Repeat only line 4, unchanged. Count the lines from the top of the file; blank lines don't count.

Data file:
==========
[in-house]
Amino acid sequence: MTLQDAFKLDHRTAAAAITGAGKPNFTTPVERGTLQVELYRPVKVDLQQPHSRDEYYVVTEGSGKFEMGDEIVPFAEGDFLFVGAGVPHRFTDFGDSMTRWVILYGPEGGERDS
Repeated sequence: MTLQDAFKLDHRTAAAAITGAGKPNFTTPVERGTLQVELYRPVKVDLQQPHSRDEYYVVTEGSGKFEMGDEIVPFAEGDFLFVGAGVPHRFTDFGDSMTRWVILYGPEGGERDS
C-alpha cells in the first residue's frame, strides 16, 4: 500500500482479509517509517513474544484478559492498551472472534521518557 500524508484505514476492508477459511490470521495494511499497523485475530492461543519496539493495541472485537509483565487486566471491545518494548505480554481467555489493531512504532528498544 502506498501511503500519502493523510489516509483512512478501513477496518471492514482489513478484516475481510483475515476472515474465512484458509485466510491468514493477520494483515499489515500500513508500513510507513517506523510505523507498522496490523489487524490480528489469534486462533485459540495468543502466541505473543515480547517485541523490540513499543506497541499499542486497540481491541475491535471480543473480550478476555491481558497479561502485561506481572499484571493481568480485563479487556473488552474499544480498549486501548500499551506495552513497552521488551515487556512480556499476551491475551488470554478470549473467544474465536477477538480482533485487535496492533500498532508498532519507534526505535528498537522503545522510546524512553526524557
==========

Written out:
C-alpha cells in the first residue's frame, strides 16, 4: 500500500482479509517509517513474544484478559492498551472472534521518557 500524508484505514476492508477459511490470521495494511499497523485475530492461543519496539493495541472485537509483565487486566471491545518494548505480554481467555489493531512504532528498544 502506498501511503500519502493523510489516509483512512478501513477496518471492514482489513478484516475481510483475515476472515474465512484458509485466510491468514493477520494483515499489515500500513508500513510507513517506523510505523507498522496490523489487524490480528489469534486462533485459540495468543502466541505473543515480547517485541523490540513499543506497541499499542486497540481491541475491535471480543473480550478476555491481558497479561502485561506481572499484571493481568480485563479487556473488552474499544480498549486501548500499551506495552513497552521488551515487556512480556499476551491475551488470554478470549473467544474465536477477538480482533485487535496492533500498532508498532519507534526505535528498537522503545522510546524512553526524557